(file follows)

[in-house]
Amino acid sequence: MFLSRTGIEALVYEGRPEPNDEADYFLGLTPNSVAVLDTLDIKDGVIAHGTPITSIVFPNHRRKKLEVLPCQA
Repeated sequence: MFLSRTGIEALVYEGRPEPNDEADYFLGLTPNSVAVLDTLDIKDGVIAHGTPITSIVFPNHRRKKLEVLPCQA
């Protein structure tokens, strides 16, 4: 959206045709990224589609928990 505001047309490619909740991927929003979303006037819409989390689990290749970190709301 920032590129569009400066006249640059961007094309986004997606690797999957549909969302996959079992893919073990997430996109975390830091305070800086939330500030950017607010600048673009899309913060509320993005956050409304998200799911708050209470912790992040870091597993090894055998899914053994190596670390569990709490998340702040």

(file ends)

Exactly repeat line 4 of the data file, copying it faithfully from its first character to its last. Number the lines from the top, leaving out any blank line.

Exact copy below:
């Protein structure tokens, strides 16, 4: 959206045709990224589609928990 505001047309490619909740991927929003979303006037819409989390689990290749970190709301 920032590129569009400066006249640059961007094309986004997606690797999957549909969302996959079992893919073990997430996109975390830091305070800086939330500030950017607010600048673009899309913060509320993005956050409304998200799911708050209470912790992040870091597993090894055998899914053994190596670390569990709490998340702040």